Hello, My Name Is: Discover Your True Identity

Hello, My Name Is: Discover Your True Identity

by Matthew West


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The world goes out of its way to make you believe you are not good enough. Maybe you aren't sure you like where you've been, or who you've become. Maybe someone has made you believe a lie about who you are by speaking damaging words to you. The discovery of our true identities does not begin by looking within ourselves, but by looking to the One who made us. Hello, My Name Is will inspire you to not wear the nametag that someone else gave you, but to wear the name of who God says you are.

Your name may be "Lonely" . . . He calls you Friend.
Your name may be "Failure" . . . He calls you Redeemed.
Your name may be "Broken" . . . He calls you Beloved.

It is time to tear off the false nametags that cover up your true identity. Understanding who you are begins with knowing Whose you are so you can embrace your destiny as a child of the one true King.

"Hello, My Name Is will silence the lies of the enemy so you can hear God whisper, 'You are mine. You are wanted. You are so incredibly loved.'"
—Lysa Terkeurst, New York Times best-selling author and president of Proverbs 31 Ministries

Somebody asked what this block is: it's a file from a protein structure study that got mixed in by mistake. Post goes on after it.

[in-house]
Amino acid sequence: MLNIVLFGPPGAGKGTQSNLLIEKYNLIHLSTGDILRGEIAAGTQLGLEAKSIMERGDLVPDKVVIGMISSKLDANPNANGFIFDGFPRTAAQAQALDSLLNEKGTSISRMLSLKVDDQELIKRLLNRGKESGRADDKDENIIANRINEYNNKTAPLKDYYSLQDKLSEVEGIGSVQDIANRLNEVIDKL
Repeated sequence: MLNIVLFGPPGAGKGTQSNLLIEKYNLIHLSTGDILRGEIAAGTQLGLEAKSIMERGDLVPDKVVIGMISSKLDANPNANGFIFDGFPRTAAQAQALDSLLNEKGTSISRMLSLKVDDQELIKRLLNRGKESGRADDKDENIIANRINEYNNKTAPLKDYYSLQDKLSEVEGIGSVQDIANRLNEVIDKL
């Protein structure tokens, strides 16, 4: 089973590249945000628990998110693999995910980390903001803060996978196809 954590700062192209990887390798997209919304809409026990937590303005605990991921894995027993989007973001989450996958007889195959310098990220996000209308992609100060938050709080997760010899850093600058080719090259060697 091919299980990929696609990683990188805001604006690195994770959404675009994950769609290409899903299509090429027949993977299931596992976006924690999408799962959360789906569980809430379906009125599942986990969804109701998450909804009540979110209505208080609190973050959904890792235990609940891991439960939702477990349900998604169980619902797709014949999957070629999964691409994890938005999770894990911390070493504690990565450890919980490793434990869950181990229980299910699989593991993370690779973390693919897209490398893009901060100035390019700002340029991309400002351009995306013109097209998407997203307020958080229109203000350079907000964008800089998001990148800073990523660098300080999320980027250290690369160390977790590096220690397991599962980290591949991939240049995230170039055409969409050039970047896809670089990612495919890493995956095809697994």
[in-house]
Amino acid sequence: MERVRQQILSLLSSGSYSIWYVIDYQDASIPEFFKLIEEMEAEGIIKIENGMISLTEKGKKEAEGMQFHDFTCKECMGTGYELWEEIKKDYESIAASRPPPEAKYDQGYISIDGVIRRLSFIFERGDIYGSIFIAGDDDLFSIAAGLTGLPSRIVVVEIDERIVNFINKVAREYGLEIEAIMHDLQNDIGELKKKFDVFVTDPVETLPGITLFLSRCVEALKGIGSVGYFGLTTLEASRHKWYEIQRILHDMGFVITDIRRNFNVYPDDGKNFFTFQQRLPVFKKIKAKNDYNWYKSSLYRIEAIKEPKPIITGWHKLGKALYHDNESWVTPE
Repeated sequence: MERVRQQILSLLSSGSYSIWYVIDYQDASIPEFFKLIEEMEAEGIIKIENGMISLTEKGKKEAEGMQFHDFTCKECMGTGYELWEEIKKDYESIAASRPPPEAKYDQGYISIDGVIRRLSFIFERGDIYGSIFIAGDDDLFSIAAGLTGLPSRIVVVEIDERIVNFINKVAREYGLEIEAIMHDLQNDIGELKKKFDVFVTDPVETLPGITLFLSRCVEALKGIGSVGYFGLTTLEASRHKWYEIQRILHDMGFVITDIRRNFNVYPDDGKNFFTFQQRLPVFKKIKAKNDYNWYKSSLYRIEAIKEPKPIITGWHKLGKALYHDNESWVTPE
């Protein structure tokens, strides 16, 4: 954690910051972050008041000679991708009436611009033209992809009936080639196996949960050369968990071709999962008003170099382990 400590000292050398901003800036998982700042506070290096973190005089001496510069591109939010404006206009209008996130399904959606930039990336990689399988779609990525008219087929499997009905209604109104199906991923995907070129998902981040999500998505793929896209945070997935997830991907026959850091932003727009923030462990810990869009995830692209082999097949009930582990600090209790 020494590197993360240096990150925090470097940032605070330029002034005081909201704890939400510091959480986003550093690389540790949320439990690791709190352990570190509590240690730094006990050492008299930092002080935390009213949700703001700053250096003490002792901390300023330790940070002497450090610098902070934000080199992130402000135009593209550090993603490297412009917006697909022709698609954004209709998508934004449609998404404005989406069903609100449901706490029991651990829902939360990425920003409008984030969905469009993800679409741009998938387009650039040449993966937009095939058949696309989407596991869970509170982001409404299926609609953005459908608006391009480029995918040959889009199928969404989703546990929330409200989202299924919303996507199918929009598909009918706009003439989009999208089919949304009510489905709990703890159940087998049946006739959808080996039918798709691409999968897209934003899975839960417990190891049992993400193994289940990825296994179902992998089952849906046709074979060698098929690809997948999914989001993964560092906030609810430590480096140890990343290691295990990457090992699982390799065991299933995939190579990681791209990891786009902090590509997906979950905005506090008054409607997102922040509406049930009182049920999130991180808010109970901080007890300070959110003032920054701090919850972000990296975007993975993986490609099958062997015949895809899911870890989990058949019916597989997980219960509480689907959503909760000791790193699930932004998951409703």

"Hello, My Name Is gets to the heart of an issue that haunts the homeless and the hero, the kid and the king, the disabled and the diva—our identity."
—Randy Frazee, Senior Minister at Oak Hills Church, author of The Heart of the Story

Matthew West brings the rare combination of songwriter an pastor to his ministry. He is a modern-day King David, creating Psalms that touch the heart of God and God’s children. Now, as an added blessing to us all, he has compiled his thoughts into a book. A person can almost hear Matthew sing through the pages. I’m deeply grateful for this work, this singer, this friend.
—Max Lucado, New York Times best-selling author

Matthew West has always written honestly in his songs and stories. In his latest book, Hello, My Name Is, Matthew may offer his greatest truth yet: how to discover our God-given identity while building a closer relationship with our Lord. I gained a lot of insight while reading this book, and I know you will as well.
—Scotty McCreery, ACM, BMI, and CMT award-winning country music entertainer and author of Go Big or Go Home: The Journey Toward the Dream

Product Details

ISBN-13: 9781617958601
Publisher: Worthy
Publication date: 04/18/2017
Pages: 224
Sales rank: 366,716
Product dimensions: 5.37(w) x 8.00(h) x 0.62(d)

About the Author

Matthew West is a multiple-ASCAP Christian Music Songwriter/Artist of the Year winner, a four-time GRAMMY® nominee, and was awarded his first American Music Award (2013) and a Billboard Music Award (2014). Matthew West’s discography includes acclaimed releases: Happy (2003), History (2005), Something to Say (2008), The Story of Your Life (2010) and GRAMMY®- nominated Into the Light (2012). West was nominated for a Primetime Emmy® Award for Original Music & Lyrics for The Heart of Christmas from the film of the same name. His songwriting credits include cuts by Rascal Flatts, Billy Ray Cyrus, Diamond Rio, and more. He spent much of late 2012 and early 2013 on a pre-headlining stint on WinterJam Tour Spectacular, the number one tour in the world. He wrapped up 2013 with his own headlining tour in the fall of 2013 and “The Story Tour” in December. During 2014, West toured with the “Hits Deep Tour” as well as his sell-out “Hello My Name Is. . .” acousitc tour.